ALWAYS FOLLOW UP
In the same way that you never know which opportunities could grow into something bigger, you never know when someone might say “yes”. I tend to treat a “no” as a “not right now”. My service might not be relevant to a prospect at the moment, but a month, six months, or a year from now their situation could change.
I follow up with prospects regularly and often, keeping the conversation going. I find this keeps me at the front of their minds, and when things change, and they often do, I’m there, ready to help.
HARD WORK TRUMPS ALL OTHER CONSIDERATIONS
Statistically, most of us aren’t the smartest, luckiest, or most talented people in our industries. I know I’m not. Thankfully, hard work exists as a great equalizer. To realize small business ideas, you don’t have to be the best as long as you work tirelessly in pursuit of your goals.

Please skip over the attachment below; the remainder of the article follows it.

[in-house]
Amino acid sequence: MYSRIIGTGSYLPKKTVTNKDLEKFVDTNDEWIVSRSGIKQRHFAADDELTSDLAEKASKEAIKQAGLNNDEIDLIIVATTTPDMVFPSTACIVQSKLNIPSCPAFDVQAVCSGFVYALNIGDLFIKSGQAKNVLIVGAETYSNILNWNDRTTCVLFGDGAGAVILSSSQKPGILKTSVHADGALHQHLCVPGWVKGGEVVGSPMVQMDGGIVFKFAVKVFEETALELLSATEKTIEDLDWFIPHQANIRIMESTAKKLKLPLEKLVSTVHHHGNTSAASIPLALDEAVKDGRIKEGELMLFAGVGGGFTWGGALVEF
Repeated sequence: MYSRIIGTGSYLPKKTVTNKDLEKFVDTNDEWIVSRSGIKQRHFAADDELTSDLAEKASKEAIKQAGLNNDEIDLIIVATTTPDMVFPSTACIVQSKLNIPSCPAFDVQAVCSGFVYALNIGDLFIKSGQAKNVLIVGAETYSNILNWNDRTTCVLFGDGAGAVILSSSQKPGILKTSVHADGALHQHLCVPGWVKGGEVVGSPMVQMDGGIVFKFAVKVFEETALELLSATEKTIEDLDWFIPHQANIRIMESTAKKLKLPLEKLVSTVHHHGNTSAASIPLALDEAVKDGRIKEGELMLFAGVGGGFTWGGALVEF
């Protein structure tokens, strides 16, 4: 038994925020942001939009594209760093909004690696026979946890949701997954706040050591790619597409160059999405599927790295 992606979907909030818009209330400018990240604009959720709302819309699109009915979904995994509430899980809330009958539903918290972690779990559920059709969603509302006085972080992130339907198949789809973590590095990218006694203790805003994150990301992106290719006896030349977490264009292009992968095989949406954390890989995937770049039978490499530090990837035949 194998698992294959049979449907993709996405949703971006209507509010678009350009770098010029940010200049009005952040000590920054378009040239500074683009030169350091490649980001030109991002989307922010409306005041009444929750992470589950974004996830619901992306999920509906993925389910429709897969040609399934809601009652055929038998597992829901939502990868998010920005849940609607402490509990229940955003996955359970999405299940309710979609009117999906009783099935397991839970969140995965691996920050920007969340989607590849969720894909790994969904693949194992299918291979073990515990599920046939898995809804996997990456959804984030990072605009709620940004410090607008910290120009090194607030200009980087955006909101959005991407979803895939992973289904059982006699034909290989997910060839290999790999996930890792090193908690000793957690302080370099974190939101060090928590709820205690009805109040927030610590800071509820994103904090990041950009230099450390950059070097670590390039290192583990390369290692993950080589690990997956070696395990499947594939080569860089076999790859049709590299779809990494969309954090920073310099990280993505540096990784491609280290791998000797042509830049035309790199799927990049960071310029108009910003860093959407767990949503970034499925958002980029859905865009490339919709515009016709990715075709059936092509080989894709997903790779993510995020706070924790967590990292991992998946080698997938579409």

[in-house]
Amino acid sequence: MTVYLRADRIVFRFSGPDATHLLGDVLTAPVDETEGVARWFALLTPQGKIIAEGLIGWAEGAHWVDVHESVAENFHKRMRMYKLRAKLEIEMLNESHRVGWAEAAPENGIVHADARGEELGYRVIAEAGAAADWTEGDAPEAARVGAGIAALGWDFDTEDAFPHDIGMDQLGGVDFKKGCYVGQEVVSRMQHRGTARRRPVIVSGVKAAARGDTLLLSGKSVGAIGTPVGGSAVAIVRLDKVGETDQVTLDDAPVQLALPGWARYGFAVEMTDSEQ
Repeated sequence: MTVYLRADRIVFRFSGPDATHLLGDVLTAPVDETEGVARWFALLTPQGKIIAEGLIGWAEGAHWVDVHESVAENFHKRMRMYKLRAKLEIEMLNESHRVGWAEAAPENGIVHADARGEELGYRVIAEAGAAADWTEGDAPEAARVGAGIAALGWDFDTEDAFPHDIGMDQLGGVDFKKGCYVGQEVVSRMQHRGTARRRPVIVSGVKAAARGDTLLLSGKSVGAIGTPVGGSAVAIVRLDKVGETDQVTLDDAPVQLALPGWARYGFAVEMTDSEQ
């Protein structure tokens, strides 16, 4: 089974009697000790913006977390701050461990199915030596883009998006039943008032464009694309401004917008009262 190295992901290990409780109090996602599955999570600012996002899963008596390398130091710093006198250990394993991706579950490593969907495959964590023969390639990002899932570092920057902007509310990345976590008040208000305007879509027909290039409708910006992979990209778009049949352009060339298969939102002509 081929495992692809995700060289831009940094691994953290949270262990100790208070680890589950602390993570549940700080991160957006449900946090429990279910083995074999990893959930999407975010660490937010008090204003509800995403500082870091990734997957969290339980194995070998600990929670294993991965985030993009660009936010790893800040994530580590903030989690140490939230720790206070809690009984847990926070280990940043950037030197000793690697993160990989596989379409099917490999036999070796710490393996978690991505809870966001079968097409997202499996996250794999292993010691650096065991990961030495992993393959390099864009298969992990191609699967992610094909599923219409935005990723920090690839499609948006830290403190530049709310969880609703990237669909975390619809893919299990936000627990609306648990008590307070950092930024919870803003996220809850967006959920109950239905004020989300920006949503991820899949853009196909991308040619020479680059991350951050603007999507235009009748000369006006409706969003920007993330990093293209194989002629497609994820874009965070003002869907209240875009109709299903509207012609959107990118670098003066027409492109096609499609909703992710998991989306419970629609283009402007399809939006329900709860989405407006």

It’s the tortoise and hare story. The tortoise wins not because he’s the fastest. He takes the prize because he’s consistent. He keeps putting one foot in front of the other, pushing as hard as he can for the finish line. His hard work ensures that he’ll find success, even if it takes a bit longer than it might for other people. The hare’s superior speed doesn’t help him in the end because he’s presumptuous and lazy. He assumes he’ll win, and doesn’t put in the effort until it’s too late.
RISKS ARE CRUCIAL FOR SUCCESS
How much money can you expect to win if you visit a casino and never play a single game? Winning requires that you sit down at a table and take a risk. You might lose, but doing nothing guarantees that you make no forward progress.